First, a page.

Key elements of a leaving care plan
Leaving care planning should address these key topics or life domains
Vulnerable teenagers may need support, advice and advocacy when facing legal issues or court matters.
Caseworkers need to consider access to legal advice, coordinate with Justice and be familiar with the Memorandum of Understanding between DCJ and Youth Justice.
Knowing their rights and obligations when entering adulthood can help young people understand what they are entitled to, how they can contribute to society and what laws make them safe. These include:
- the right to vote
- accessing personal records
- applying for a passport, licence or changing their name.
It is important to begin conversations with young people before they turn 18 about staying safe and how risky behaviours can have serious consequences. For example, get talking about social media, consent in relationships, responsible drinking and the risks of drink-driving, the negative impacts of drugs, the health impacts of smoking and why safe relationships are important.
Once they turn 18, they will have the same legal rights as any adult. They will be able to do things they weren’t able to legally do under the age of 18. This will include things like voting, being held responsible for their actions or agreement when entering into legally binding contracts such as tenancy, buying cigarettes and alcohol or entering a public bar, getting married without anyone’s permission, and making a valid will.
It’s also important to support young people when accessing records about their time in care. Accessing records may be distressing so it’s important for caseworkers to consider ways to support this.
Victims of Crime support
Caseworkers have a responsibility to support victims of crime access the support they need to help with recovery, healing and possible compensation. See the Victims of crime in out-of-home care factsheet outlining the OOHC caseworker’s role, or for further details see Victims of violent crimes.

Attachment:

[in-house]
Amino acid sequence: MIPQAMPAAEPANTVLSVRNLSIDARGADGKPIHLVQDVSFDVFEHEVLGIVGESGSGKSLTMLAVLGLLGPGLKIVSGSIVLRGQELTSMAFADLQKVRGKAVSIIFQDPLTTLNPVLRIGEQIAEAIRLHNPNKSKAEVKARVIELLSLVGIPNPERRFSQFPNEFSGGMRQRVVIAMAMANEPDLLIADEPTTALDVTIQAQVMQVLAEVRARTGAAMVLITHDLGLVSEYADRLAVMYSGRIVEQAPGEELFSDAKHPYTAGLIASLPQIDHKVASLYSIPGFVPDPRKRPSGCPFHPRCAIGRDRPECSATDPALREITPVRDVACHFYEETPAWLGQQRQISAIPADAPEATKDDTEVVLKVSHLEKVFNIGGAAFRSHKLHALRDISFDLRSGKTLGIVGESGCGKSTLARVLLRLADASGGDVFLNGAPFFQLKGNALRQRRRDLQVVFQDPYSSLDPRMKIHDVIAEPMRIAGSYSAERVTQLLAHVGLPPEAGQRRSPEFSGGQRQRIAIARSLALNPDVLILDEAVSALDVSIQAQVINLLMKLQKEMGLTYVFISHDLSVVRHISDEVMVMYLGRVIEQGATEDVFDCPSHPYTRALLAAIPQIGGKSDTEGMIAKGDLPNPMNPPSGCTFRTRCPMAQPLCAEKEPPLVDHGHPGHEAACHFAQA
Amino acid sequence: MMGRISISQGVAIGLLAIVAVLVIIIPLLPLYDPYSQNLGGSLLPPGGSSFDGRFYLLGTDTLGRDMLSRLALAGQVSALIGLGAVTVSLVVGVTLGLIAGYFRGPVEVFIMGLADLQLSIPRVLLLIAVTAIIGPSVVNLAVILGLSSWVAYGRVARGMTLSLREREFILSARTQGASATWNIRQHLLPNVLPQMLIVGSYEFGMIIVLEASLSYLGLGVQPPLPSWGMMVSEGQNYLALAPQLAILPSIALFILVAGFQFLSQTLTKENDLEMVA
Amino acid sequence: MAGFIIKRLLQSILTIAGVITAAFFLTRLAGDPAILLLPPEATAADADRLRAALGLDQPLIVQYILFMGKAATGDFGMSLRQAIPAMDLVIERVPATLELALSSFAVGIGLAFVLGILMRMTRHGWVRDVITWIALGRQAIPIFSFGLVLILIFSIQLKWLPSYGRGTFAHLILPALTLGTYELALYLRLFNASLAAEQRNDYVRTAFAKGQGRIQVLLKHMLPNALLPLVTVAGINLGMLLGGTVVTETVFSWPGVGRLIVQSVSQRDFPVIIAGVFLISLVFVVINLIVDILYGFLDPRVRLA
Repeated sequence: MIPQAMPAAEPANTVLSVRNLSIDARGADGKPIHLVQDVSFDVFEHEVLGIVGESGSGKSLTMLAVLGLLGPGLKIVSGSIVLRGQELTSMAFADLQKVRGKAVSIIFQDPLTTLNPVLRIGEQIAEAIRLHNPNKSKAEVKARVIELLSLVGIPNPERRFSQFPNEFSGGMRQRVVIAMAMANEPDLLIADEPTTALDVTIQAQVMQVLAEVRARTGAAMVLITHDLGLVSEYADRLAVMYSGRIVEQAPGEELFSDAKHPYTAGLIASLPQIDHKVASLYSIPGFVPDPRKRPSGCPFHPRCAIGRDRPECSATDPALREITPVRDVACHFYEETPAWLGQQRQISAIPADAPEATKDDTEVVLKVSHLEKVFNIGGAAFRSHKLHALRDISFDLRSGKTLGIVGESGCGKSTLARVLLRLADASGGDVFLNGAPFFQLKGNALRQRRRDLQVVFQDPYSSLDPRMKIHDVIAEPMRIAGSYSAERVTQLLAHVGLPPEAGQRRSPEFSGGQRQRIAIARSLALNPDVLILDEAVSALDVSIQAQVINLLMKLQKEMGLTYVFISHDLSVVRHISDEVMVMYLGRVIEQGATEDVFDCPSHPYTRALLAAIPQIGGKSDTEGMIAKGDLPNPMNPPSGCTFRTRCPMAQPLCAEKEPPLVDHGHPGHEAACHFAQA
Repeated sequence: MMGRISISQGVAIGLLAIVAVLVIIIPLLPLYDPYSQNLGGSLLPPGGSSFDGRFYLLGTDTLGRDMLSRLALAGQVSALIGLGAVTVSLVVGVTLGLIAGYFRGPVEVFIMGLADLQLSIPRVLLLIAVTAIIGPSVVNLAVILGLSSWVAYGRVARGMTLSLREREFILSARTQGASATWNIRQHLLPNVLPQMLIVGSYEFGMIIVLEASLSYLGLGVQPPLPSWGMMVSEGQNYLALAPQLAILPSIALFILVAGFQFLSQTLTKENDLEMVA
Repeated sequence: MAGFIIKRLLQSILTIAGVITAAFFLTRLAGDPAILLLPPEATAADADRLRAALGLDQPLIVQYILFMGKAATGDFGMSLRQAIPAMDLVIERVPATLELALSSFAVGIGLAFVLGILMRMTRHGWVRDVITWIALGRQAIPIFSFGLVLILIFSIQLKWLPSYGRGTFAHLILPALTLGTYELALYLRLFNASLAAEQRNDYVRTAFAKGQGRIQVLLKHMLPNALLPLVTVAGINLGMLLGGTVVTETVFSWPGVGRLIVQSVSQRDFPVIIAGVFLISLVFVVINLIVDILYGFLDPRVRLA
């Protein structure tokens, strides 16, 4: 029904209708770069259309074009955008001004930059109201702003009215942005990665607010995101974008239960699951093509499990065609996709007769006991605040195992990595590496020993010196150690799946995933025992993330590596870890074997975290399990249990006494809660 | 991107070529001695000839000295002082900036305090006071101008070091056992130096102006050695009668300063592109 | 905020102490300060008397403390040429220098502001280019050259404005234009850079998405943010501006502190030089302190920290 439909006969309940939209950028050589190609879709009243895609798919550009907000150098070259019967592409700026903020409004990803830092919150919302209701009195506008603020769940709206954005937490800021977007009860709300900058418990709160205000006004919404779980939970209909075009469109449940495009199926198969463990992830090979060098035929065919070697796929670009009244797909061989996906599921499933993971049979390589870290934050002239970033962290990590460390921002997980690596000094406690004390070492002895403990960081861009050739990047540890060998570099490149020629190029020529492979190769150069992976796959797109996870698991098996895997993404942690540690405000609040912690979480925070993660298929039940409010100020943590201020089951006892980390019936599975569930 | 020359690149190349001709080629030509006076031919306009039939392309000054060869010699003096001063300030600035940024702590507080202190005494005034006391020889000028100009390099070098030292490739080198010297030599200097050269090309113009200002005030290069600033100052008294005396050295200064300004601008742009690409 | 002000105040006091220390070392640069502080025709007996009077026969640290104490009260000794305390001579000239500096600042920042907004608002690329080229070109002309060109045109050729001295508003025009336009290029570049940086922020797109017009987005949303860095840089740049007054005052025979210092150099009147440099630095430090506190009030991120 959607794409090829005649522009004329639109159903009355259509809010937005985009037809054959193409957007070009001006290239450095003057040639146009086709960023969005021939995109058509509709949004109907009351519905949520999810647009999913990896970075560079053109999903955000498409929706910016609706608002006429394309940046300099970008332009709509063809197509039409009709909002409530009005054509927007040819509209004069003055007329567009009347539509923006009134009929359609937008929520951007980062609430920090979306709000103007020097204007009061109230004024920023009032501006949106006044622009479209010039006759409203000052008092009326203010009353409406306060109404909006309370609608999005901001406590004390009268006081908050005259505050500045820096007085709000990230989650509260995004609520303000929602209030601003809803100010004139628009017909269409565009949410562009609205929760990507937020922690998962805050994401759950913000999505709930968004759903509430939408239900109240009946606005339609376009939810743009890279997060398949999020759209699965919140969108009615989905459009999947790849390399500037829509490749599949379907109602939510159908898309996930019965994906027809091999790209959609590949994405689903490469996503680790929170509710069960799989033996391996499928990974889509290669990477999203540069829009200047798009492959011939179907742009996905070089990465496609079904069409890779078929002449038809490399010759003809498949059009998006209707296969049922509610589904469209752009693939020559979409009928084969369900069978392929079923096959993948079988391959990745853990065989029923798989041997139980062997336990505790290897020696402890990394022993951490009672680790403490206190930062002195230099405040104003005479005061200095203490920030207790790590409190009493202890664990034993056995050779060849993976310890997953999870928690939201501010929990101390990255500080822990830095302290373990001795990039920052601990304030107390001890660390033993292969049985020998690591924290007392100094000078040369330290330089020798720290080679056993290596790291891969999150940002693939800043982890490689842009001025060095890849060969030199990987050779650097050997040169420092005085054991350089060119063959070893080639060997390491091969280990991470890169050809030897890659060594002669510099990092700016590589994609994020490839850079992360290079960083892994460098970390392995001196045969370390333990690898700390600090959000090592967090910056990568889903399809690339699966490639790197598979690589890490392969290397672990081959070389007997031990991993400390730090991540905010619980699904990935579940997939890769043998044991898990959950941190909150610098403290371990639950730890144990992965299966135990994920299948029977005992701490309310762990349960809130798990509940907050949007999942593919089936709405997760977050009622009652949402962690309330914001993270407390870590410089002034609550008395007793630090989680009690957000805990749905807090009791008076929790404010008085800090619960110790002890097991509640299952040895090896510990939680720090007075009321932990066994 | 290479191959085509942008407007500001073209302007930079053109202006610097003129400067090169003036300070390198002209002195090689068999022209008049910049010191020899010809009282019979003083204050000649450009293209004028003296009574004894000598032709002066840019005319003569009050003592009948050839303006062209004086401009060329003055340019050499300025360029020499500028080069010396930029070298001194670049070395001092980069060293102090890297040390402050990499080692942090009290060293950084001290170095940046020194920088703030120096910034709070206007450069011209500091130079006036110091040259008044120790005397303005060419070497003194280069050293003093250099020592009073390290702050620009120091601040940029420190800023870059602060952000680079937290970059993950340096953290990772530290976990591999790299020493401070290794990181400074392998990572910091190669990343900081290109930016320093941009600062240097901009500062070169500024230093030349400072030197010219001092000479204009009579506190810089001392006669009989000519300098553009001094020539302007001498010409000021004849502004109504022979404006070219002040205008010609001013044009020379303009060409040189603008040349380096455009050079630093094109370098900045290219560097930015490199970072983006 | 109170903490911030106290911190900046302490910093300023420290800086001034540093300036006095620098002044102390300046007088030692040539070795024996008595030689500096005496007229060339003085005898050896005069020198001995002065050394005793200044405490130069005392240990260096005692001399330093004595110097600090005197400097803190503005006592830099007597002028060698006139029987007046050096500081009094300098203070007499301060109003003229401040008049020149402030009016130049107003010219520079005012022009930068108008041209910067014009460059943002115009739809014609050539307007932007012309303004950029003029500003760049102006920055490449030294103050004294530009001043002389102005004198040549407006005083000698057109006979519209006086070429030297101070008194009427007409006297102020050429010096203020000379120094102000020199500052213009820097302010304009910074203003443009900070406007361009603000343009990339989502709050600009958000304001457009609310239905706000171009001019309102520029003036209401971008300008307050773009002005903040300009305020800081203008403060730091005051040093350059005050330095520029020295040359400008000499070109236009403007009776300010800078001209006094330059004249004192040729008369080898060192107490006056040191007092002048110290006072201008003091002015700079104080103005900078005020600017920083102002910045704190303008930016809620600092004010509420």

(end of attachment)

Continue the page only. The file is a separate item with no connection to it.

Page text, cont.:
A referral for a legal audit should be made for the young person when they turn 15 years of age (or as soon as possible if older than 15) to allow sufficient time for the audit prior to them leaving care at age 18. This will help assess their eligibility for NSW Victims Services such as counselling or financial compensation, and support any other legal matters not yet addressed. DCJ caseworkers use the DCJ legal audit referral form and non-government agencies use the NGO legal audit referral form.
In circumstances where Victims Services approve financial compensation for the young person, the fee waiver request letter can be sent to NSW Trustee and Guardian asking to waive any fees related to their management of funds.
- Legal Aid
- Community Legal Centres NSW (CLCN)
- No time limit for child abuse compensation claims Justice factsheet
- Law Access NSW
- Work Development Order - if a young person doesn’t have the money to pay a fine, they can ask to be issued with a WDO. Under a WDO, they can reduce their fine by doing unpaid work, or attending certain approved
- The Shopfront Youth Legal Centre